It’s unfair to make decisions about incidents which cannot be seen with the naked eye. This is an analogue sport, not a digital computer game.

It’s unfair to award penalties for handball when the ball accidentally hits a hand for part of the season and then not do so for another part.

It’s unfair to not award a penalty when someone is fouled in the penalty box because it is not a clear and obvious error by the officials. It just adds another layer of subjectivity.

It is unfair and inherently contradictory to take over three minutes to make a decision over whether something is actually a clear and obvious error.

It is unfair to have to wait until a move is completed before the offside flag is raised in case a goal is scored and VAR has to make a call whether the flag was right or not.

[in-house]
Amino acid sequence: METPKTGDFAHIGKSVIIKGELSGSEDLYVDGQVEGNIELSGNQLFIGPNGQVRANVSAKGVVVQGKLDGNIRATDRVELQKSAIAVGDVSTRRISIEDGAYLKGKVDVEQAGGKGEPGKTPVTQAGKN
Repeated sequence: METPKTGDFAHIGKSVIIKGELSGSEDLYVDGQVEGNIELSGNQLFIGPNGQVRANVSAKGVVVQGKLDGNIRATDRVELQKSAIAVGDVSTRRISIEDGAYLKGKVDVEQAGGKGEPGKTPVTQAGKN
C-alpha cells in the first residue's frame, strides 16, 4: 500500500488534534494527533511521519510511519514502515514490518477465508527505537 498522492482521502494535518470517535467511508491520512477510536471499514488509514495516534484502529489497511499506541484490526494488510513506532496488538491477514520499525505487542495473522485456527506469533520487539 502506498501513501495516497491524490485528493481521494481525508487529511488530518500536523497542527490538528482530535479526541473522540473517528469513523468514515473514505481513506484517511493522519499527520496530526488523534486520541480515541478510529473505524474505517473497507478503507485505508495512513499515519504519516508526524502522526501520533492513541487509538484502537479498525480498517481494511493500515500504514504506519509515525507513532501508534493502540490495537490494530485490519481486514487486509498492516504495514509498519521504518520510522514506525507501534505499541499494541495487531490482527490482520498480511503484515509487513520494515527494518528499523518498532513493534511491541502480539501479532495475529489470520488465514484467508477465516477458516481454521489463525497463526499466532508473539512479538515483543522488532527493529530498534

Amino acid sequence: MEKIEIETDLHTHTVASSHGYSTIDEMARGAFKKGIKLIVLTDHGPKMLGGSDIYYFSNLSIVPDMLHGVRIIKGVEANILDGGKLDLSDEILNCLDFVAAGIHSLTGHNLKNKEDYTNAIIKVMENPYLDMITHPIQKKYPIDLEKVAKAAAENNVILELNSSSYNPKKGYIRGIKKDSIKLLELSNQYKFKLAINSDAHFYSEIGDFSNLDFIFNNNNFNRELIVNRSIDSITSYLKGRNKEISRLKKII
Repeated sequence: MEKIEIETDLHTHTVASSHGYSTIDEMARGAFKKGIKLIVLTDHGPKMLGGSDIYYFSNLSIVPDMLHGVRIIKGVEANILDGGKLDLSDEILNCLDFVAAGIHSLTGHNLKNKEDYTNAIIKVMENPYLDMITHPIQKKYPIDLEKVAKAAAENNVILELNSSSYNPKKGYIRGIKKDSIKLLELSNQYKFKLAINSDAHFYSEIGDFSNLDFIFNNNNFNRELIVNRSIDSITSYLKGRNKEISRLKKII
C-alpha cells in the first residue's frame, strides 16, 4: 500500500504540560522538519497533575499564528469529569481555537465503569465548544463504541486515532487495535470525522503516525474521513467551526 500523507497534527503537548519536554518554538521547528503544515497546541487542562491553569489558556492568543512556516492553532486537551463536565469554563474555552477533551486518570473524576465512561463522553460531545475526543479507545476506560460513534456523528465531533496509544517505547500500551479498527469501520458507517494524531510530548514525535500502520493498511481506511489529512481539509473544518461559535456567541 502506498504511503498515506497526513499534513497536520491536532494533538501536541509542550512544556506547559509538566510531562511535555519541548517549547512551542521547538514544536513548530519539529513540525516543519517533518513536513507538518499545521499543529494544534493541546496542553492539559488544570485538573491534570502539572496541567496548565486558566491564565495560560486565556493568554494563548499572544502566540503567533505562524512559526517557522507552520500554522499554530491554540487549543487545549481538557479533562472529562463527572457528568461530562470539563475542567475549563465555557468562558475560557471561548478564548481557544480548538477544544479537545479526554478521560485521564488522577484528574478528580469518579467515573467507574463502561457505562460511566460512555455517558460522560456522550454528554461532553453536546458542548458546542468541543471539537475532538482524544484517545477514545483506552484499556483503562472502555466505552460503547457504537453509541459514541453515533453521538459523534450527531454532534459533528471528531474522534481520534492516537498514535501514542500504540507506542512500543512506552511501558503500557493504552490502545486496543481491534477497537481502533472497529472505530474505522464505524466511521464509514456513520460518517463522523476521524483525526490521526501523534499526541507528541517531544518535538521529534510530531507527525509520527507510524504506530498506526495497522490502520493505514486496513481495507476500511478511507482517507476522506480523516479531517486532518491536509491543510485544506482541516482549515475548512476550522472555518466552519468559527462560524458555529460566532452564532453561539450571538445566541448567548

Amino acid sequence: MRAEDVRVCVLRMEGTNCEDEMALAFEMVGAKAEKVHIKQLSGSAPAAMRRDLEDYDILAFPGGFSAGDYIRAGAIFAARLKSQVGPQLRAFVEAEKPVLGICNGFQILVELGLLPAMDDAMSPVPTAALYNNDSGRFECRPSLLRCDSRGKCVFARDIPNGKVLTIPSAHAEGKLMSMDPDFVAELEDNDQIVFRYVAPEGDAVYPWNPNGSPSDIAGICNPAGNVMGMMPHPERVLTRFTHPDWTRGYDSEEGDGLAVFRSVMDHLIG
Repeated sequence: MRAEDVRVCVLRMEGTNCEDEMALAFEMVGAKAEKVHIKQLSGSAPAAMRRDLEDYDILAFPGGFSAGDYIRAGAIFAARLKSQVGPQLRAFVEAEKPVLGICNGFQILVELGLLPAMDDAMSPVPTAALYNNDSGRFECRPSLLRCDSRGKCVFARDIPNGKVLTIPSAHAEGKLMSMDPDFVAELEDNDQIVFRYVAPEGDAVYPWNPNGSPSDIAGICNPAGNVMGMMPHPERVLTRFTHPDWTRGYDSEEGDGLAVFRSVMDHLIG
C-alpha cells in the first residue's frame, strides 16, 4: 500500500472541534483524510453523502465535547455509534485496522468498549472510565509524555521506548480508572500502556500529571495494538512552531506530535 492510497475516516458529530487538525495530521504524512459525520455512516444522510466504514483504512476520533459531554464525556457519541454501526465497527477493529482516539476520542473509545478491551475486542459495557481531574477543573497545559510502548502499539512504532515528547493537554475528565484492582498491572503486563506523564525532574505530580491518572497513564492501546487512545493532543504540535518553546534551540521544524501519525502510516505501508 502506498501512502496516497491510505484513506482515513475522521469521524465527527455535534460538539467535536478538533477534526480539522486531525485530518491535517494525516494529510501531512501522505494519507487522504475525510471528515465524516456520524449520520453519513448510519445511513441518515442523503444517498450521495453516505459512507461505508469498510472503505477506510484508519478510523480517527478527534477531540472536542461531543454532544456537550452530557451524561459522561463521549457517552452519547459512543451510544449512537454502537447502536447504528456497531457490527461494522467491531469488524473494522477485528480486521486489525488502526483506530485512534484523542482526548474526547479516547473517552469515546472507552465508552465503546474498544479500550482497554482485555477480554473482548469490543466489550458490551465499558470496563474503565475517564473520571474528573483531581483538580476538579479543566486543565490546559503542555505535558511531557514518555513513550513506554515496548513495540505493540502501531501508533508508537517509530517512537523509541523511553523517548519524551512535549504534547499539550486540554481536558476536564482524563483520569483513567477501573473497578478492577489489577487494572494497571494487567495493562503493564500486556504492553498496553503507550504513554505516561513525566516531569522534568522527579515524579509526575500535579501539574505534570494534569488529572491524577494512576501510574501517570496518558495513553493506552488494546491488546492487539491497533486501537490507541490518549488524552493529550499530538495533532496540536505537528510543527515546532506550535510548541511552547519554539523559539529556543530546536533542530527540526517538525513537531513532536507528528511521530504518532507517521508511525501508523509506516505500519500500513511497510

It is unfair to officials because it undermines their authority on the pitch and makes them worse at their job as they know VAR can make decisions for them and they won’t take blame.

It is unfair on all of us to see a goal scored and celebrated, only to have it cancelled up to five minutes later. That moment is football’s greatest asset and VAR has compromised it.

It is unfair that VAR is only applied at certain stages for certain infringements because you can’t divorce any phase of play from another. Everything influences everything else.

It is unfair that it has introduced a dread into football when a goal is scored that previously didn’t exist.

It is unfair that we were told VAR was only going to correct big mistakes.